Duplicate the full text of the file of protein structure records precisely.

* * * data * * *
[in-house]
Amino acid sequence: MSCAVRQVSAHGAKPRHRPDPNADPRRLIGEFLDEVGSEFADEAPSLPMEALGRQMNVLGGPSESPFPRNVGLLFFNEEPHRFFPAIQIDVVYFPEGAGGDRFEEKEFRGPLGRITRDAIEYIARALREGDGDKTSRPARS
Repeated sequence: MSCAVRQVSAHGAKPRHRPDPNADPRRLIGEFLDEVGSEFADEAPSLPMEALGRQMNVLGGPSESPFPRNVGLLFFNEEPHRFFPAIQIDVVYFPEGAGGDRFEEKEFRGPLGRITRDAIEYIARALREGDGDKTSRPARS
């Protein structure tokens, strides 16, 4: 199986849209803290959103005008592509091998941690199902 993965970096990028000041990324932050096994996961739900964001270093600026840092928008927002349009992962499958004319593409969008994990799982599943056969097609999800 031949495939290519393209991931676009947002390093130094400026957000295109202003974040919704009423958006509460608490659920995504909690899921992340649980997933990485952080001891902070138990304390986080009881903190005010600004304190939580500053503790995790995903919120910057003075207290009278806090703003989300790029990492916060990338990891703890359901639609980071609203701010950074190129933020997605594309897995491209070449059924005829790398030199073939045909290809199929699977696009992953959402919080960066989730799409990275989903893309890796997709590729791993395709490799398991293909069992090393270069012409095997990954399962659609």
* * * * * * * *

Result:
[in-house]
Amino acid sequence: MSCAVRQVSAHGAKPRHRPDPNADPRRLIGEFLDEVGSEFADEAPSLPMEALGRQMNVLGGPSESPFPRNVGLLFFNEEPHRFFPAIQIDVVYFPEGAGGDRFEEKEFRGPLGRITRDAIEYIARALREGDGDKTSRPARS
Repeated sequence: MSCAVRQVSAHGAKPRHRPDPNADPRRLIGEFLDEVGSEFADEAPSLPMEALGRQMNVLGGPSESPFPRNVGLLFFNEEPHRFFPAIQIDVVYFPEGAGGDRFEEKEFRGPLGRITRDAIEYIARALREGDGDKTSRPARS
């Protein structure tokens, strides 16, 4: 199986849209803290959103005008592509091998941690199902 993965970096990028000041990324932050096994996961739900964001270093600026840092928008927002349009992962499958004319593409969008994990799982599943056969097609999800 031949495939290519393209991931676009947002390093130094400026957000295109202003974040919704009423958006509460608490659920995504909690899921992340649980997933990485952080001891902070138990304390986080009881903190005010600004304190939580500053503790995790995903919120910057003075207290009278806090703003989300790029990492916060990338990891703890359901639609980071609203701010950074190129933020997605594309897995491209070449059924005829790398030199073939045909290809199929699977696009992953959402919080960066989730799409990275989903893309890796997709590729791993395709490799398991293909069992090393270069012409095997990954399962659609």